The world's gone mad (again)

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daveO

Full Member
Jun 22, 2009
1,364
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South Wales
A bit of a sad story on the BBC website this morning.

"Thousands of knives and sharp objects are being confiscated annually at London family courts, with campaigners saying it showed how "desensitised" some people were to carrying weapons."

"The figures for shorter blades include items of cutlery, razors, pen knives, key rings and scissors which have been confiscated"

It seems to me that this is more of a case where legal items are being confiscated from people who didn't know they couldn't have them with them but the anti-knife brigade seem to be pushing this as the 'normalisation' of carrying knives. Ok the 86 illegal knives are a different case but it's not thousands.

https://www.bbc.co.uk/news/uk-england-london-49033430

At least it's not just the UK though. Backpackers were fined and thrown out of venice for brewing a coffee.

https://www.bbc.co.uk/news/world-europe-49054042
 

Wander

Settler
Jan 6, 2017
546
611
Here There & Everywhere
I think you may be being a bit too apologetic and sensitive.
Look at your own quote - 'confiscated...at London FAMILY COURTS' (my emphasis).

Cutlery, razors, pen knives, scissors...who goes to a COURT with these items!?
And why?
Whether legal or not in every day life you have to be a bit of a bell end to walk in to a court with such objects. Mind you, judging by the look of a good many of the characters I see waiting outside the local magistrates court, it seems that description is all too fitting.
And I think they are right, carrying items (using the smokescreen of such items being legal) that can be used as weapons is becoming normalised amongst some people, especially those who live in cities (i.e. London, as the report you quote says).

Not sure of the relevance of your second story of the backpackers brewing up is.
Their status as backpackers is irrelevant. It could have been anyone - the story says that broke a by-law on picnicking. It wasn't to do with a camp stove (if that was your point), or they were acting in a threatening or dangerous manner. Just no picnicking allowed in Venice.
Although I agree that no picnicking seems a bit martinet. But then I don't know the reasons for the by-law.

So step down, and chill out.
Middle-aged men in the woods (where they have permission to be) can still have a knife with them.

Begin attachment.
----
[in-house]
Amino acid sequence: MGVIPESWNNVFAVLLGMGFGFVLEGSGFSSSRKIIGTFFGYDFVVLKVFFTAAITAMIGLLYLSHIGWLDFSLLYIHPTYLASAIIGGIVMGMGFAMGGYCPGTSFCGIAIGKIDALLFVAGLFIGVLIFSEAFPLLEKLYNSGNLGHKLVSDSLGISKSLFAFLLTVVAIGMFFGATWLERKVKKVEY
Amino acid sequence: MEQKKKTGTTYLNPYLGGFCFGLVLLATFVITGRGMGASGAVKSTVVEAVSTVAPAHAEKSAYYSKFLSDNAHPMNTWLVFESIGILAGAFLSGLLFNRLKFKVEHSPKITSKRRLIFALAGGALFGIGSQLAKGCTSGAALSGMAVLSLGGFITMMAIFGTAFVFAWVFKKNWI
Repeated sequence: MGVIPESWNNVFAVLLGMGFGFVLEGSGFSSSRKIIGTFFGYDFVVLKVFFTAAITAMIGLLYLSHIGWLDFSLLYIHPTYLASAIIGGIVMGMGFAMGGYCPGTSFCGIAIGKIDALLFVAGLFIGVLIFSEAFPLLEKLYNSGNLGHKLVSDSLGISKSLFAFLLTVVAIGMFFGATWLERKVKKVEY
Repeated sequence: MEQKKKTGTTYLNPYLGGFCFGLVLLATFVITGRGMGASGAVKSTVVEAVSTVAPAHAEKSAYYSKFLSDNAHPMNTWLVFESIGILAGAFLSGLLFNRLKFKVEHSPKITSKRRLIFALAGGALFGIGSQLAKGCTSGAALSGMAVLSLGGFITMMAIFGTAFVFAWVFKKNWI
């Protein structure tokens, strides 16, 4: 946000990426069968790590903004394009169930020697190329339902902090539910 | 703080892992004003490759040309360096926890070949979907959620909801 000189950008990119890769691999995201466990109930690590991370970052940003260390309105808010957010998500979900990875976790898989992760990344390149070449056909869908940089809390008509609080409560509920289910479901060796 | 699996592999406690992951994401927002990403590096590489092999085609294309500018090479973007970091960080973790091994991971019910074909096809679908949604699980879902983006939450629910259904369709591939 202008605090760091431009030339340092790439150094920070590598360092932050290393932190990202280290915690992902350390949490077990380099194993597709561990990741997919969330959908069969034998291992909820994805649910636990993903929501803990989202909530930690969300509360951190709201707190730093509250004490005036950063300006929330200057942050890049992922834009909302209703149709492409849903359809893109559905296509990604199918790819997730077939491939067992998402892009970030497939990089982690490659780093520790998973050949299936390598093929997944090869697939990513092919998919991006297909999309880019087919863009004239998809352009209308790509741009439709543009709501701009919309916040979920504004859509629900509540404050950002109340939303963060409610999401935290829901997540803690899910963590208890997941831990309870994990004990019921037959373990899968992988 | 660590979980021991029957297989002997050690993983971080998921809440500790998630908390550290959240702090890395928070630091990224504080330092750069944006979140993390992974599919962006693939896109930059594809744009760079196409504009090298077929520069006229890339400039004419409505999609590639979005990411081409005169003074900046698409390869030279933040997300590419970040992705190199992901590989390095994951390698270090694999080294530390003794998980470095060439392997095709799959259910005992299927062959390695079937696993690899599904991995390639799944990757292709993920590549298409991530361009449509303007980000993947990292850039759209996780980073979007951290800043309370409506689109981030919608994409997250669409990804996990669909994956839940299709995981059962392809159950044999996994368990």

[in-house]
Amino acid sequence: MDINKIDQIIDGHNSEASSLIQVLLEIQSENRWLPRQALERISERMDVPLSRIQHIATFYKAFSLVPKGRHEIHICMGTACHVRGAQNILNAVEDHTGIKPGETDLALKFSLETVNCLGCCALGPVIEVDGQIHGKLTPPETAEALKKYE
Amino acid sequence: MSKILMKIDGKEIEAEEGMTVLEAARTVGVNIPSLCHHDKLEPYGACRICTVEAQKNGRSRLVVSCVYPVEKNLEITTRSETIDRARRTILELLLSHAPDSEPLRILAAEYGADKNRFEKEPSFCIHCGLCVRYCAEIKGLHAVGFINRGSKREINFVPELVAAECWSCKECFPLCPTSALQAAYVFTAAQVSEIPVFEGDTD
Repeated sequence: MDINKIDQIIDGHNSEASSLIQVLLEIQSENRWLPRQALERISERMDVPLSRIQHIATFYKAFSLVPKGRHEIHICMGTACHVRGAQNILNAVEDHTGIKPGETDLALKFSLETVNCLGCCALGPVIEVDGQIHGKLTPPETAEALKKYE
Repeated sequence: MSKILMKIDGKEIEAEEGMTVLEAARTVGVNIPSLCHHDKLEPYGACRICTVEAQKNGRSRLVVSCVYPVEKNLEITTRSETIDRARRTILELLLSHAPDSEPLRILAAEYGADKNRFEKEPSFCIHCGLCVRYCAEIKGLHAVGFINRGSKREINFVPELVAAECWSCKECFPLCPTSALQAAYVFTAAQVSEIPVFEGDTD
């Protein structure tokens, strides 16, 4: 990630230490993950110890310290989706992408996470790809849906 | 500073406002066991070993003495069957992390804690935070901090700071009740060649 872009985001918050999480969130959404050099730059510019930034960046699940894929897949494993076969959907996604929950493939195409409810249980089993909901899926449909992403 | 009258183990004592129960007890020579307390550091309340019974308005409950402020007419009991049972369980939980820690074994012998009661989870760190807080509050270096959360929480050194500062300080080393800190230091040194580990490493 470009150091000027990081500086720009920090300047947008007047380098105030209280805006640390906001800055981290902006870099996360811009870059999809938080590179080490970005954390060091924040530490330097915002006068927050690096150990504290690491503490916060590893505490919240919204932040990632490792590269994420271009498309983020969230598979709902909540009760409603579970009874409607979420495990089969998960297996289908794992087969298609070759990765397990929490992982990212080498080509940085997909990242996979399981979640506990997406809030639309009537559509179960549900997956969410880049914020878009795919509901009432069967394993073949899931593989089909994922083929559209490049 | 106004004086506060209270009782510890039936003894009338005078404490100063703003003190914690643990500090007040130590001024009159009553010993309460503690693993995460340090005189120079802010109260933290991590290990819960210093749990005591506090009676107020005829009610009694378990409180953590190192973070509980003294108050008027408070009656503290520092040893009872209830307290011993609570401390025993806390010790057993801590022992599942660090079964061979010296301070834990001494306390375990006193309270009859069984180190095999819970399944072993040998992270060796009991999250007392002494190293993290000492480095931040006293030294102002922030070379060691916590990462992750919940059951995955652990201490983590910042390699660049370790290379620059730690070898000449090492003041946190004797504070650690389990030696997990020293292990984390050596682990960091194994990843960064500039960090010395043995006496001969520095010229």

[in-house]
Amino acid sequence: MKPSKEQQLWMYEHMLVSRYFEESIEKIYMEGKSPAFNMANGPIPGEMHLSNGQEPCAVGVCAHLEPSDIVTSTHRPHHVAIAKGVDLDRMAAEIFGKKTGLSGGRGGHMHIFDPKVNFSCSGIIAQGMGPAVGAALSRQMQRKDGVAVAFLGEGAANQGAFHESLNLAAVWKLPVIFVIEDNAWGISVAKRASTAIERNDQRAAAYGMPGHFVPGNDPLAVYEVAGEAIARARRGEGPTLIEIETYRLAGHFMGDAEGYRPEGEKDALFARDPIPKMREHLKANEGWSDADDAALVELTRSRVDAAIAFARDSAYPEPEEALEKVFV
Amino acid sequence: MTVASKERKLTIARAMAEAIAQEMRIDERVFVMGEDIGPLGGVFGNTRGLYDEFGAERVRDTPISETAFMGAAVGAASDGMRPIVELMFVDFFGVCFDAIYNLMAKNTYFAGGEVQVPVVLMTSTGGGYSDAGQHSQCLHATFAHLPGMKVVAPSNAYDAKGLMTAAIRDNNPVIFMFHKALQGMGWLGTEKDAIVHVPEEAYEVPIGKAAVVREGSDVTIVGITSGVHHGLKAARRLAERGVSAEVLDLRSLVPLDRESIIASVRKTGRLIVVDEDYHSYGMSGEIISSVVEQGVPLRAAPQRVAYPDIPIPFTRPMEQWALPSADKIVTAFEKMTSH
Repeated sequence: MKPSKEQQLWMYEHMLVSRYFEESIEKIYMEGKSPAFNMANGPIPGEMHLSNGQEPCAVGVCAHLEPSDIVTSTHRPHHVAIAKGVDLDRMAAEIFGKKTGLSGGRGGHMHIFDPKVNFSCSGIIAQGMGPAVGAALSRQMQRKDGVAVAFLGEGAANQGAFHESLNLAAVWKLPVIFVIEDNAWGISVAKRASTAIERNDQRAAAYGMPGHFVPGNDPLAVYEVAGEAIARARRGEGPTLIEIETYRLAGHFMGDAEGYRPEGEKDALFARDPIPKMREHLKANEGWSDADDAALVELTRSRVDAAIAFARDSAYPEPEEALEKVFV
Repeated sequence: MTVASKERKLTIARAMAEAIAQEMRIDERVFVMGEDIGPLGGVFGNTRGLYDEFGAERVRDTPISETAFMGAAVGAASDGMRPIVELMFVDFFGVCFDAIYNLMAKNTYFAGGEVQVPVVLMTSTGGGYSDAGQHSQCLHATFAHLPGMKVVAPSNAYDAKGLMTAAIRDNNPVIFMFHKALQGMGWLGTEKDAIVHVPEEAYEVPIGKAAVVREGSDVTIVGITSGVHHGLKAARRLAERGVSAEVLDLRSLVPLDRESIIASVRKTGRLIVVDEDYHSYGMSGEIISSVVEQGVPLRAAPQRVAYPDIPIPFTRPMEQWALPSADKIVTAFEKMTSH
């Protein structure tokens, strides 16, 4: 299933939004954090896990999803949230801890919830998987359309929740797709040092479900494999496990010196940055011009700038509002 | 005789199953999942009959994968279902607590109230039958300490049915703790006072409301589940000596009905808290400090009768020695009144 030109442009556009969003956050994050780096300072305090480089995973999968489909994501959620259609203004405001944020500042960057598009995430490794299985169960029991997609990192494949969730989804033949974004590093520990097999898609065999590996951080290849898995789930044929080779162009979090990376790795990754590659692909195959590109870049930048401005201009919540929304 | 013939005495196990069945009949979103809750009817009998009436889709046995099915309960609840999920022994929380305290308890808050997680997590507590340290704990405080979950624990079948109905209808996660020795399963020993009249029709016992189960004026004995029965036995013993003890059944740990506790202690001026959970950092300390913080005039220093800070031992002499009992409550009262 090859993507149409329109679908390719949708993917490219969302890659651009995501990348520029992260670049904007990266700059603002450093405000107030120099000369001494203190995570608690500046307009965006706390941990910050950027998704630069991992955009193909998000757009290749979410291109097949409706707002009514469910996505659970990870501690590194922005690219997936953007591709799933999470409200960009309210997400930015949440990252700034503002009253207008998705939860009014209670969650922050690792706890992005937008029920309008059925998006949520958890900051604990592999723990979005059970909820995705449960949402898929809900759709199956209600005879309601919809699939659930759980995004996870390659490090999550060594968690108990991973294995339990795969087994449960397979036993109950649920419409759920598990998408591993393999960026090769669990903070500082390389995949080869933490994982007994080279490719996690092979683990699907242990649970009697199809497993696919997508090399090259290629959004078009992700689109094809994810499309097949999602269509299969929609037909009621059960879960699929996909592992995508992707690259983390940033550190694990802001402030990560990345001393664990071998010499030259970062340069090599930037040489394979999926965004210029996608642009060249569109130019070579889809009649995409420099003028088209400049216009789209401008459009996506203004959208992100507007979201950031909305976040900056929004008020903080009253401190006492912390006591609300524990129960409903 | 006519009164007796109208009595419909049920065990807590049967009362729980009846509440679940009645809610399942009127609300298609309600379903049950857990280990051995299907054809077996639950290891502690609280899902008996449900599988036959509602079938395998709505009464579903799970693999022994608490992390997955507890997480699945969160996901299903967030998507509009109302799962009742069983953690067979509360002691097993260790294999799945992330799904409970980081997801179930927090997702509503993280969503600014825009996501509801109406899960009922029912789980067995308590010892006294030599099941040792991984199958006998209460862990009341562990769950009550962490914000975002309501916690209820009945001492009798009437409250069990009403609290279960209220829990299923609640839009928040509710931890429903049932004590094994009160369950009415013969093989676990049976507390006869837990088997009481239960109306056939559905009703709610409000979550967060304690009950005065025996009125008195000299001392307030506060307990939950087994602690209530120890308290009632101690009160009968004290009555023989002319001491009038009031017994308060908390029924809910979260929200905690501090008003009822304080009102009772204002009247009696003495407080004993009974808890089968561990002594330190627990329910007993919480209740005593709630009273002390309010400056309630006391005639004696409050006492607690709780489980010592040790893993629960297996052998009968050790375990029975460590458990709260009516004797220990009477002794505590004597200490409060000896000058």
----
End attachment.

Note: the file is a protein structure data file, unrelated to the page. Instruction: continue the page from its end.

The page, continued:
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Glass-Wood-Steel

Full Member
Jul 31, 2016
60
21
Cheshire
Since when did carrying a UK legal knife become abnormal? I have had a pocket knife of some shape or form on me since I was about 8 years old. I agree there are places where you should consider leaving it at home but relegating them to the woods is a backwards step. Prohibition never solved much, dealing with the issues that cause the violence would be a better idea.
 

Billy-o

Native
Apr 19, 2018
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Canada
Cutlery, razors, pen knives, scissors...who goes to a COURT with these items!?
And why?

A knife, OK, maybe I don't know an overwhelming proportion of people who carry a knife daily, though I do know plenty. But scissors or a razor ... especially if you are travelling, which isn't beyond comprehension when it comes to attending court ... always bearing in mind that the majority of people in a court room arent the 'characters' you refer to ... Family court is mainly social services people and the like

The bigger concern is that the pieces are being confiscated. Two years ago getting my passport renewed in central London, I accidentally had a SAK with me. The door just asked to leave it with them til I was done. Things changed since?

My guess is that part of the report is info-soft. If it's not, the OP is dead right. World has gone mad again.
 
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Mesquite

Anyone for sailing?
Mar 5, 2008
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The bigger concern is that the pieces are being confiscated. Two years ago getting my passport renewed in central London, I accidentally had a SAK with me. The door just asked to leave it with them til I was done. Things changed since?

The actual issue on that is that it is actually illegal to carry any type of bladed article into a UK court regardless if it's a street legal EDC or not.

That is why they are confiscated.

There is a caveat to the confiscation though in that you can write to the court and provide a reciept number along with a description and normally you'll have it returned to you.